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What Journaling Can Do For Your Mental Health

You know the saying, “When life gives you lemons, make lemonade”? If there is one thing in this ever-divisive world that I think we can all agree on, it’s that life isn’t shy about handing out lemons.

Life is stressful – that is a given. Stress can sometimes make us feel overwhelmed and even powerless. Challenges are a given - yet the strength each of us possesses lies in how we respond to what life throws at us.

In 2019, I was a senior in high school – and I felt more stressed than I felt human. Like anyone at that stage in life, I was constantly asked about my plans after graduation and what career I wanted to pursue. My anxious thoughts followed me around constantly, and I couldn’t fall asleep at night because of my loud fears. I watched my peers make life-changing decisions about their paths after graduation, all the while feeling completely directionless despite having been promised a bright future.

In this anxiety-riddled season of my life, I turned to journaling as a way to cope. With my favorite pen, every night before I went to sleep I would write down all of my fears, worries, desires, and dreams in a spiral notebook. After my first entry, physically speaking I felt as though I had shed a layer of the burdens I was carrying. After a few nights, I noticed my brain to feel a little bit clearer, and my worried thoughts seemed quieter. I was even sleeping better.


I wasn’t intentionally trying to start a habit, but over time I found journaling so therapeutic that I almost couldn’t stop if I tried.

What is Journaling?


Simply put, journaling is taking what is floating around in your head and expressing those thoughts in writing. During challenging times in life, stress, anxiety, and other mental health complications arise in response. Often, this results in our heads swimming with worries and fears.


When we journal, we create private space to house any thoughts circling around our brains. Not only that, but the practice of writing can be therapeutic in itself. When we actively acknowledge ruminating thoughts and write them down on paper, we interrupt the destructive thought cycle.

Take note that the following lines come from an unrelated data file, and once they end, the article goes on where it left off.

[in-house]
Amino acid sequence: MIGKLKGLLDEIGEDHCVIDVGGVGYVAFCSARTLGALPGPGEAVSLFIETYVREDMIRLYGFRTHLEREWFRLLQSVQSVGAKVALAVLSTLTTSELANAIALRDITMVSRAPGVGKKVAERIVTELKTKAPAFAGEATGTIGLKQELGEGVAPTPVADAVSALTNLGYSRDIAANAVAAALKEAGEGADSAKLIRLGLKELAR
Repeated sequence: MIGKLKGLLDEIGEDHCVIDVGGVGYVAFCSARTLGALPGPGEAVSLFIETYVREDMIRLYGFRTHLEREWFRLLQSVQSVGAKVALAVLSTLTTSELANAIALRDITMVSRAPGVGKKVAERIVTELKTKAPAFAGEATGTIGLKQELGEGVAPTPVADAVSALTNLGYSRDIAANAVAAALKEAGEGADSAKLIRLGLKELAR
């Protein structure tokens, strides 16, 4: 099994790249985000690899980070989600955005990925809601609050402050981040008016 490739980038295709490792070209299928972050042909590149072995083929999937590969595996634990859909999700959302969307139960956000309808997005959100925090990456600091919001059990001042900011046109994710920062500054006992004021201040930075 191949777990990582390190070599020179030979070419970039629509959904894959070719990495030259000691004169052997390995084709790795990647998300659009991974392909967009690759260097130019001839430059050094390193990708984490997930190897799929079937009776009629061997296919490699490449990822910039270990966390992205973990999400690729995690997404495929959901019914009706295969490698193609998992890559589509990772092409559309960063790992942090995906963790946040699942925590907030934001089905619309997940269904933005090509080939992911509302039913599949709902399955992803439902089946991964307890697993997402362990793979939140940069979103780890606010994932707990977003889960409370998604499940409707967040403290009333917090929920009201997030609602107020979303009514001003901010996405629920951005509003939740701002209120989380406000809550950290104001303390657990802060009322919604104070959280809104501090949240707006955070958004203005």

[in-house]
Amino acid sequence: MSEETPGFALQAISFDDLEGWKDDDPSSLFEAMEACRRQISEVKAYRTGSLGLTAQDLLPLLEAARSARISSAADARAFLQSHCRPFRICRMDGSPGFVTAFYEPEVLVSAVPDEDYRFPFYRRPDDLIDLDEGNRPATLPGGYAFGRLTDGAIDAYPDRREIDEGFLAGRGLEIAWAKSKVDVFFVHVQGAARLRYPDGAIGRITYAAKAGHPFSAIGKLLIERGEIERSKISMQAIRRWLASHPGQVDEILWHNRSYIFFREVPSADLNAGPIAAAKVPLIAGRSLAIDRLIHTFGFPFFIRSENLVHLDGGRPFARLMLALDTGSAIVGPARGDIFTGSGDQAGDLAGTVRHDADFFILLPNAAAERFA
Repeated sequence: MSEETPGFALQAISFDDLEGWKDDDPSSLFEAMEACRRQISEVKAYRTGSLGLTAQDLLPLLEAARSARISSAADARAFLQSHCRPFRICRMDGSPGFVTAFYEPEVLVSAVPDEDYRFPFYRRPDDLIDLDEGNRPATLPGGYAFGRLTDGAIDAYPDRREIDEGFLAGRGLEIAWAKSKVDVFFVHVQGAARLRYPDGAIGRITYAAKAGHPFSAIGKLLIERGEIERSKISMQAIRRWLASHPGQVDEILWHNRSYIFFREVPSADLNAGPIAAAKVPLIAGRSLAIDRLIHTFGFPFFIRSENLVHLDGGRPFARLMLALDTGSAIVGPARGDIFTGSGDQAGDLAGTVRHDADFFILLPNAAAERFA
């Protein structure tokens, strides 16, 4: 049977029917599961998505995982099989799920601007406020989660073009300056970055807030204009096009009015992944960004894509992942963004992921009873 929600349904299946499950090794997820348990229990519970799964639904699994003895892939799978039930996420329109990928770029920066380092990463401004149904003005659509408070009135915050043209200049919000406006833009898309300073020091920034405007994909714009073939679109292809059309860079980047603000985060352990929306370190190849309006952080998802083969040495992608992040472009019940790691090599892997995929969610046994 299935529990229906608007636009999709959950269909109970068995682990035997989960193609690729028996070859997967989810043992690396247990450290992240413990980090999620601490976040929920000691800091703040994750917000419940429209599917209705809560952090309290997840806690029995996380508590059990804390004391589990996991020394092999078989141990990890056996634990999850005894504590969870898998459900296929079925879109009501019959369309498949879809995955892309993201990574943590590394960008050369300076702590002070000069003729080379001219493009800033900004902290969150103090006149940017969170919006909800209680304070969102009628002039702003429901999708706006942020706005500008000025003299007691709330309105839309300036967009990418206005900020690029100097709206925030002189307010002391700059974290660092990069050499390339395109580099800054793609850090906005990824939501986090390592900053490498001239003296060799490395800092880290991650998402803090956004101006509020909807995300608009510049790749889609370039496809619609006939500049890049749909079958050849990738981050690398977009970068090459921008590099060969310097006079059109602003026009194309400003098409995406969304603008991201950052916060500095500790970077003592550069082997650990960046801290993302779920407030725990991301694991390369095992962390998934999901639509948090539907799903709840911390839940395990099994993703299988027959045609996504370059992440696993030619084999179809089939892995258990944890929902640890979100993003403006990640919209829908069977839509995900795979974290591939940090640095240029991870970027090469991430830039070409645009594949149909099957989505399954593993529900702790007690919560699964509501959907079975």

Journaling can be a great tool to help cope with more chronic mental health issues such as depression and anxiety. If we are consistent with writing our thoughts down, over time we might start noticing patterns in the contents of our entries. What we repeatedly write about give us insight into our emotional tendencies (what types of things tend to stress us out) and our behavioral patterns (how we go about handling stressful events). Noticing our patterns allows us to better understand ourselves, and if it is something we continue to struggle with we can use what we have learned to seek outside help.

So, how does one start to journal? The University of Rochester Medical Center Encyclopedia offers some tips on getting started.

1. Make it a goal to write every day. Don’t worry about writing an essay, simply write a few sentences down each day about things that you feel are important.

2. Make journaling easy. Keep a notepad and pen on your dresser and make it a part of your morning or evening routine. Or, keep those items with you in your backpack, car, or wherever is most accessible. That way, you will be more likely to find the time to write.

3. Write down whatever feels right to you. Journaling doesn’t have to have structure. Or, if you are struggling with what to write down, many journals offer entry topics to spark ideas.

4. Private or public – it’s up to you. Remind yourself that this journal is for you. You don’t have to share it with anyone, or even tell others that you journal. On the other hand, if you find it helpful, you can choose to share it with someone you trust.

In the end, each of us can benefit from journaling. Whether we are caught up in daily stressors or struggling with deeper mental health issues, writing down our feelings helps interrupt cyclical thoughts and relieves mental tension. And, whether you journal for a daily debrief or to answer specific insightful prompts, you will undoubtedly experience the benefits of this easy healthy habit.


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Ever since I was little, I was encouraged by my mom to keep a journal to write about my thoughts, worries, and prayers. As a boy, I never understood the point. I would say and think things like "journaling takes too long" or "I don't like writing." As I have gotten a little older, I have realized that journaling not only helps one to cope or express their thoughts on paper, but it also is a great way to see the progress you have made and the growth that has happened in your life.

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